Why do you think it took so long for someone to start talking about ostomies in a positive light? Why do you think your message has resonated with people so much?

I’m not the first person to try to talk about Crohn’s disease in a positive way.

In terms of the ostomy, though, there was never anyone that came out of the woodwork and said, “This is my Ostomy and I’m totally okay with it.” No one was doing that and, because of that, everyone’s perspective of the procedure was negative.

I don’t want to say people were afraid, but it seems like no one was willing to be the person to come out and start the conversation. There were forums and groups that were supporting each other online, of course, but they were kept within the ostomy community. I couldn’t find anyone that had come out to the public and said that their ostomy had saved their life.

That’s why I started Uncover Ostomy.

For those that come to you seeking advice, what do you say to them?

I have a lot of people come to me that say that they may need an ostomy and that they’re afraid. Most of them don’t know what to do, and often times they don’t have someone to turn to for advice so they they look online and find me.

When I get asked what I recommend, I tell them that they don’t have to have surgery, but that, in my experience, having the surgery changed my life for the better. I didn’t have a life while I was sick: I could barely eat, I barely opened my eyes and I felt so isolated.

I also tell them that I’m fortunate to live in a city and community like Toronto where people accept each other for who they are.

Finally, I tell them that as long as they’re happy with their decision, and that as long as they’re happy to be alive, then that’s all that that matters. If someone else doesn’t want to be around them because of a surgery they’ve had to get to survive, then that’s not someone they want to be around, anyway.

Is there a local neighbourhood you identify with? If so, what is it about that neighbourhood that inspires you?

I identify with Liberty Village, which is where I live. There are a lot of young adults that live here. It’s also quiet but still downtown. If you want to actually go downtown, then it’s really easy to do so, and everything you need is close by.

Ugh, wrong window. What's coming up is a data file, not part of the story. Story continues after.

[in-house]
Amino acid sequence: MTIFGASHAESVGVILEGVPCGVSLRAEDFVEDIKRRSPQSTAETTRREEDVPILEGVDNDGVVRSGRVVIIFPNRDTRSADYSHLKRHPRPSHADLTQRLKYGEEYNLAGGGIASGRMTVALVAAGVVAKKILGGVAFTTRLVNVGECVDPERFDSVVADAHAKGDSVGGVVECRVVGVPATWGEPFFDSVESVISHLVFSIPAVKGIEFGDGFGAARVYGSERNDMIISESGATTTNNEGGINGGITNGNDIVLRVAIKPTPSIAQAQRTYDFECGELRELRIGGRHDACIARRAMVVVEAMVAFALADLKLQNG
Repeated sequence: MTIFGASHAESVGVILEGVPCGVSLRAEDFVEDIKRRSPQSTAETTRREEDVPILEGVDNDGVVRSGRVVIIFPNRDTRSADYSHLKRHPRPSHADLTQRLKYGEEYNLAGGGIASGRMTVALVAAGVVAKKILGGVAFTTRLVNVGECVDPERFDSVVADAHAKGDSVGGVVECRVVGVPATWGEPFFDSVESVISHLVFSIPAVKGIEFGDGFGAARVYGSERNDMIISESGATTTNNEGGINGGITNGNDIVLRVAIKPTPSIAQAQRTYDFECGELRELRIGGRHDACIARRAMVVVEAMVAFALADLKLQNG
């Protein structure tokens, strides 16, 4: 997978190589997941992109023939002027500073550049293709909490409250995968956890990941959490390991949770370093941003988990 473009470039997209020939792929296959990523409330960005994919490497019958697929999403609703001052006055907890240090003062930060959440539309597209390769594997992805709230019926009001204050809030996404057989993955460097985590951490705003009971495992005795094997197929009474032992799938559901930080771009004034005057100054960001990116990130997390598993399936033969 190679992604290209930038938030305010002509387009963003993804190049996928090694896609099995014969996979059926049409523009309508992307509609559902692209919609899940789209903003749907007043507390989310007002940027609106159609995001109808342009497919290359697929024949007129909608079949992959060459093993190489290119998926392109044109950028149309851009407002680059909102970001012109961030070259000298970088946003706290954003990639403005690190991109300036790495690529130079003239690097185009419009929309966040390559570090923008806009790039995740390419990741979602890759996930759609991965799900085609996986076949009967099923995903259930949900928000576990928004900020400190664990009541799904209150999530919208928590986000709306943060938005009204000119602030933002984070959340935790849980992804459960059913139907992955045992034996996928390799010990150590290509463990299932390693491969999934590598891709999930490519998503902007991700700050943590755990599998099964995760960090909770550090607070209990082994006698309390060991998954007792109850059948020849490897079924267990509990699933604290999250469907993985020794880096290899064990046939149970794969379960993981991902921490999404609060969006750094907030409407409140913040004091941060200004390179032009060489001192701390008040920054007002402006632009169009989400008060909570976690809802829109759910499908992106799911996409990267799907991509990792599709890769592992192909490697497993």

What do you love about Toronto?

I love the amount of opportunity there is in the industry I work in. If you’re in the digital space, then Toronto is where you want to be if you’re living in Canada. I grew up in Toronto and so all my family is here, and being close to them is important to me.

I also like that it’s like New York, but not as gross or aggressive—I used to live in New York, so I think I can safely compare the two.

I don’t like the politics right now. But other than that, I love that you can walk into a different country based on the neighbourhood you walk into.

Outside of your work and this organization, what are some of the things that motivate and inspire you?

To be honest, I don’t have a lot of time for others things. That said, my passion is acting, and any chance I get to do something like that excites me. It’s not the only thing that motivates me, but it is a deep part of who I am.

Other than that, I’m always like trying to find the next thing to work on, accomplish or build.

What’s next for you professionally and or personally.

Professionally, I just got a new job at a digital agency called Spark Growth. I love it there and I think I’ll be able to grow with this company for a while. I am also trying to build something with my boyfriend. Details to be disclosed at a later date!

Personally, I’m happy and excited to go where life takes me.
Igor Bonifacic is the managing editor of Toronto Standard. Follow him on Twitter.